The digital lending arm of Puerto Rico’s biggest bank says focusing on just one high-potential market and fine tuning the customer experience has fueled growth
Optimizing customer journeys and simplifying risk criteria has helped a Puerto Rican digital lender to grow its portfolio of personal loans.
Eloan, which styles itself as the fintech arm of Banco Popular de Puerto Rico, relaunched last year after extensive market research and a tech stack overhaul.
Now it receives around 80,000 loan applications each month. Eloan boasts an all-digital credit process, but aims to maintain a human touch, offering phone assistance to the approximately 40% of customers that need it.
“Not all of them need our help through the whole process, some of them just have a specific question,” said Mariel Arraiza, managing director of Eloan.
Perhaps surprisingly, the digital lender’s main customer base is not millennials. Arraiza says that by focusing heavily on the customer experience on its website, the lender has been able to attract a wide range of clients.
“The average age of our clients is above 40, and we have clients in their 90s. We’re very proud of that, it shows that we have made our online processes truly simple.”
In a bid to further streamline the loan application process, Eloan is studying its credit risk criteria, with the aim of understanding what indicators are most successful in predicting defaults.
“We’re analyzing historical data and looking at what might have happened. We’re looking at different attributes to work out which elements are the best indicators,” said Arraiza.
Digital marketing efforts and user experience research have been critical to growing the loan portfolio, she says.
“Business intelligence isn’t just credit risk criteria, but also what it is that makes a client apply for a credit, how they navigate our website.”
Eloan is one of the US’s original digital lenders, having started business in the late 1990s. Banco Popular de Puerto Rico acquired it in 2005 and expanded its portfolio of auto loans and mortgages. Ten years later – with the fintech market having evolved dramatically – the bank decided it was time to rethink its strategy for Eloan.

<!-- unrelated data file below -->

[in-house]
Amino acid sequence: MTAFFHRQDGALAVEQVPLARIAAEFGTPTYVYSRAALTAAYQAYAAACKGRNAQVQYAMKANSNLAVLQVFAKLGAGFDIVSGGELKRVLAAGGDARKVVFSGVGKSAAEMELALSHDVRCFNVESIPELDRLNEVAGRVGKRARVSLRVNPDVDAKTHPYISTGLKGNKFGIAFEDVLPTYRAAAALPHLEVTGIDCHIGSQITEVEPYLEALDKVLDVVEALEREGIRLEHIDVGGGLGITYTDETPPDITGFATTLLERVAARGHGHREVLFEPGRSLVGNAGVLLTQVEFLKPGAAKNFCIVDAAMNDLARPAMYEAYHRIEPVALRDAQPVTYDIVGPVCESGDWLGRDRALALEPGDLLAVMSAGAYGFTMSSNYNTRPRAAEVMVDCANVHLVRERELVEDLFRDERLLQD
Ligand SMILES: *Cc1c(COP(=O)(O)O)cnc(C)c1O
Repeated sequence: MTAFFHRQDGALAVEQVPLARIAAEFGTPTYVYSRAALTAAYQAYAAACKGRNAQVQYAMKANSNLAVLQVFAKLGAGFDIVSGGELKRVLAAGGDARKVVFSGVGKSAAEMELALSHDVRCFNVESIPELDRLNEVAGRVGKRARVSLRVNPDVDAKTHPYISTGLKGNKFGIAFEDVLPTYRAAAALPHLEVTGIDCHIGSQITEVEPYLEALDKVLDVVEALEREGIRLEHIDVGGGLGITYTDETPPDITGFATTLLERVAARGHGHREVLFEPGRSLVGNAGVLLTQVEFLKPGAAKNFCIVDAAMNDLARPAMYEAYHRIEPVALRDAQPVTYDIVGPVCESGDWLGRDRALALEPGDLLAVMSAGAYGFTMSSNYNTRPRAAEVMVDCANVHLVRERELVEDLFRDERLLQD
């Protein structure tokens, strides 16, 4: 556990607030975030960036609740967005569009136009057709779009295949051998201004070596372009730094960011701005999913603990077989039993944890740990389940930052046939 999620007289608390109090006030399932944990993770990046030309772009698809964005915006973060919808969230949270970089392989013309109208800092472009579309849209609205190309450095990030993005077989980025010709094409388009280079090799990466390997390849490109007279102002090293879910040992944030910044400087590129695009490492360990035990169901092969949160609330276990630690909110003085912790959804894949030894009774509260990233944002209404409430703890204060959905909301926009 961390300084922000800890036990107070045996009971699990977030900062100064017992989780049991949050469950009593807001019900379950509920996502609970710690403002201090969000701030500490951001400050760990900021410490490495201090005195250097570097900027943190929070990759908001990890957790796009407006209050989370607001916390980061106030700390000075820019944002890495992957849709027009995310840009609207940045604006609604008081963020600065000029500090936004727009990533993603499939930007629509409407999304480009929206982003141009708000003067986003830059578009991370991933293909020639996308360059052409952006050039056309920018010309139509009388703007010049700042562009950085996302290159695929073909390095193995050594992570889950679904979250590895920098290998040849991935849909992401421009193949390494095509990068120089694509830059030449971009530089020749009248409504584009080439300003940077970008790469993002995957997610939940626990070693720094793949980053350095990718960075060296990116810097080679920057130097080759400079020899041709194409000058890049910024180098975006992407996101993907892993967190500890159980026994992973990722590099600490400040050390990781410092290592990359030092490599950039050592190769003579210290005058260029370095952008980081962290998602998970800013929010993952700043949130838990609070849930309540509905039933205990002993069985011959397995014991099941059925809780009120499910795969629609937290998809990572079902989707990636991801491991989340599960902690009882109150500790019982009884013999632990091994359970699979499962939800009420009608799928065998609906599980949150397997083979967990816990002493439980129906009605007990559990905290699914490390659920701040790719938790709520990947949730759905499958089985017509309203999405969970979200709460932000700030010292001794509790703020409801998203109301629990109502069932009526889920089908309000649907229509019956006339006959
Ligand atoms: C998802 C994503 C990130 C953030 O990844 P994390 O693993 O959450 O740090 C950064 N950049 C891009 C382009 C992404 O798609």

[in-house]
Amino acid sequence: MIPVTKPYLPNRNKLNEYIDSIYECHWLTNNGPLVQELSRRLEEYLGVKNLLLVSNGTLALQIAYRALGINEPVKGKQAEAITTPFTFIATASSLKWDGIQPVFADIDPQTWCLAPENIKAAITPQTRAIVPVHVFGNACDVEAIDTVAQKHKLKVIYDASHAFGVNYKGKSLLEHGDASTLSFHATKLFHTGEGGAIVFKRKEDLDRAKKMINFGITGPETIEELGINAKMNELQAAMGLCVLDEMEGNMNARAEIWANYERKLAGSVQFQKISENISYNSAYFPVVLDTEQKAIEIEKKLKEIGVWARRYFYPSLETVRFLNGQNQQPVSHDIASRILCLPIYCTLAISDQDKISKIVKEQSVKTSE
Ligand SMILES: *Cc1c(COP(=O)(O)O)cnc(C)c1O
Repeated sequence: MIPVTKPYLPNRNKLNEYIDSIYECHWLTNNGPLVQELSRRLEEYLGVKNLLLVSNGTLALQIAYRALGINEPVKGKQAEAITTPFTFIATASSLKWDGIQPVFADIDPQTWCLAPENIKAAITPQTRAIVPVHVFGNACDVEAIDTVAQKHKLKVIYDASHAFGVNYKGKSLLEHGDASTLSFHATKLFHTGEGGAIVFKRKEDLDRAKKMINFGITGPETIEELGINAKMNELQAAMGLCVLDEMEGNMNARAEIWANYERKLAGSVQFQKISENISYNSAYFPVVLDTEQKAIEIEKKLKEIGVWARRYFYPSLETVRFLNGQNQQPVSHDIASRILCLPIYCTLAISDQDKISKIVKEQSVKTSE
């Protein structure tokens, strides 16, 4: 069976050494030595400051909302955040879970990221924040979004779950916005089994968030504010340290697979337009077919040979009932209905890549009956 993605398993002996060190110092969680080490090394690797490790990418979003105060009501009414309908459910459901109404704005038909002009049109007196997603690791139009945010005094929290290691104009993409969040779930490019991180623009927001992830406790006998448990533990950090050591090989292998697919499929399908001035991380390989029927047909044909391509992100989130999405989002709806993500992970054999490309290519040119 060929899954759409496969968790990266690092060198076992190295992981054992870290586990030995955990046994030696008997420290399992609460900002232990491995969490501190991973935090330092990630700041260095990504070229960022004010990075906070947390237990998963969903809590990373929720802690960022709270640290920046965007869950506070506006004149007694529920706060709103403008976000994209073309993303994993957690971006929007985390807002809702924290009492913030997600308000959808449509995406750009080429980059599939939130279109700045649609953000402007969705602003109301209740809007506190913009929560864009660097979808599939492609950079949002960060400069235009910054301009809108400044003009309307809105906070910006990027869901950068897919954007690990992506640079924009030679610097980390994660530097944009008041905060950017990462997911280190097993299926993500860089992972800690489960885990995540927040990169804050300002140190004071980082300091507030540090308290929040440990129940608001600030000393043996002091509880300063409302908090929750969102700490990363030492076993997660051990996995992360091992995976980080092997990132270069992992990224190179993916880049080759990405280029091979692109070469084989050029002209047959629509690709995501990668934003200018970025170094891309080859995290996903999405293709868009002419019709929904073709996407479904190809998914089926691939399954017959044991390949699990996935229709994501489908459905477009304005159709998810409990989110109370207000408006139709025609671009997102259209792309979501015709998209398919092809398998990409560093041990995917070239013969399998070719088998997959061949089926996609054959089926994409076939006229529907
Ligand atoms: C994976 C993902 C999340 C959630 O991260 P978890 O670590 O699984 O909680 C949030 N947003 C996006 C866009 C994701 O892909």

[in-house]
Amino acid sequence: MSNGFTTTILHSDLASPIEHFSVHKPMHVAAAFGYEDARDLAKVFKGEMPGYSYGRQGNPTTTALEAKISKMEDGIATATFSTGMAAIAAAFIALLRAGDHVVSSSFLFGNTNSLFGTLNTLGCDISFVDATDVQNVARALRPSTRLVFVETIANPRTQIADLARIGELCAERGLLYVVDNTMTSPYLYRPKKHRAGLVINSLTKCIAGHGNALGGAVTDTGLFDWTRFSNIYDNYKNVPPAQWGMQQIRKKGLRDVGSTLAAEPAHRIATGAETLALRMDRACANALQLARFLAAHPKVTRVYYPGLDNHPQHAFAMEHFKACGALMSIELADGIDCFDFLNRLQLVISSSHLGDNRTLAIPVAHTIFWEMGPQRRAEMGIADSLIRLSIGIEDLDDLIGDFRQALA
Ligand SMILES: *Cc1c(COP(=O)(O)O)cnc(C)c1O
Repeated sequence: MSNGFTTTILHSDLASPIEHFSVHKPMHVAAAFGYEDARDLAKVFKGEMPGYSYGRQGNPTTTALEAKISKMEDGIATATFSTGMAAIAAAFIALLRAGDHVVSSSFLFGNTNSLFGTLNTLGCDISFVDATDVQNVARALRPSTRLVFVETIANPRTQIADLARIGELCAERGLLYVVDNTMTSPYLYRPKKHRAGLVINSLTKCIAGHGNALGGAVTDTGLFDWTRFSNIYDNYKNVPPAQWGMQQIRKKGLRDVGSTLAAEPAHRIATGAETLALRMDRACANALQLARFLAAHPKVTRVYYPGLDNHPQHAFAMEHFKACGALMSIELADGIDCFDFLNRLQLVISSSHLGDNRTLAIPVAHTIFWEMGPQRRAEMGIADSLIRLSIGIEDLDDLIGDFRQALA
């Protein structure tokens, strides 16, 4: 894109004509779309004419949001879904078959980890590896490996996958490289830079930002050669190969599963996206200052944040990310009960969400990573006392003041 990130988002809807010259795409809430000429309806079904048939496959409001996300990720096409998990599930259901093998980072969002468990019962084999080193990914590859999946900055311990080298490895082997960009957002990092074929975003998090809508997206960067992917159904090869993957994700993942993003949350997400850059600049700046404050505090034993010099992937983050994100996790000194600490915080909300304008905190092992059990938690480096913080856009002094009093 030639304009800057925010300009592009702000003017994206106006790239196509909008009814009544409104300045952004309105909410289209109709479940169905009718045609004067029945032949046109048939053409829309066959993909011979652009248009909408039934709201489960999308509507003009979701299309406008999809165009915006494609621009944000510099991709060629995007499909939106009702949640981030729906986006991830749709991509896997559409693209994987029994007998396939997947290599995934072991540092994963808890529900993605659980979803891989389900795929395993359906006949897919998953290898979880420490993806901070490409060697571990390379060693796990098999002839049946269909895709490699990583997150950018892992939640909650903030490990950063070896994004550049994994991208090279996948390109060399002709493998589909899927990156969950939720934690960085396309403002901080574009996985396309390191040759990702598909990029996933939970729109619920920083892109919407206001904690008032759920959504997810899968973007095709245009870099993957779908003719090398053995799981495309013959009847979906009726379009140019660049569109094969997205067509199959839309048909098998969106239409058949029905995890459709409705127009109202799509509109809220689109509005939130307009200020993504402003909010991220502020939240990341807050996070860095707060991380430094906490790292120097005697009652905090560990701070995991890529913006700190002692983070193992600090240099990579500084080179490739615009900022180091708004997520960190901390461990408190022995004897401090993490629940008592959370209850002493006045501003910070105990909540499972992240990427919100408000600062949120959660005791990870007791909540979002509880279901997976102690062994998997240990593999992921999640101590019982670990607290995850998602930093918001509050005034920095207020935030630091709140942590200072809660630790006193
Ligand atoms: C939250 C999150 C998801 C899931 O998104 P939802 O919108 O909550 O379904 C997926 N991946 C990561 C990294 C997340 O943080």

“We weren’t even sure if we’d offer credit cards or personal loans,” said Arraiza. “We spent a long time speaking to customers, understanding our audience, niche and products.”
The team chose to focus the relaunched bank on personal loans, seeing it as a segment that offered the biggest room for growth. Just 7% of the clients surveyed had personal loans, compared to 63% with credit cards and 30% with auto loans.
Eloan uses Amount, a banking software platform developed by US tech company Avant. While Avant also offers personal loans, that company’s focus on “near prime” borrowers means it is not a direct competitor to Eloan, said Arraiza.
“They target a credit profile that’s lower than ours,” she said. “So that means that the loans that we decline, we are able to refer to Avant – and we gain a referral commission as part of that.”
Eloan is considering expanding beyond personal lending. However, it is taking a cautious approach given economic conditions.
“We are quite advanced with new products, especially credit cards and checking accounts. But we want to be cautious as we’re possibly entering a recession. We’re cautious on the US economy.”
Mariel Arraiza is speaking at the Fintech Americas annual conference in Miami on May 30 and 31. iupana readers are eligible for a 10% discount on tickets by using code IUPANAGUEST. Click here for more information and to register.
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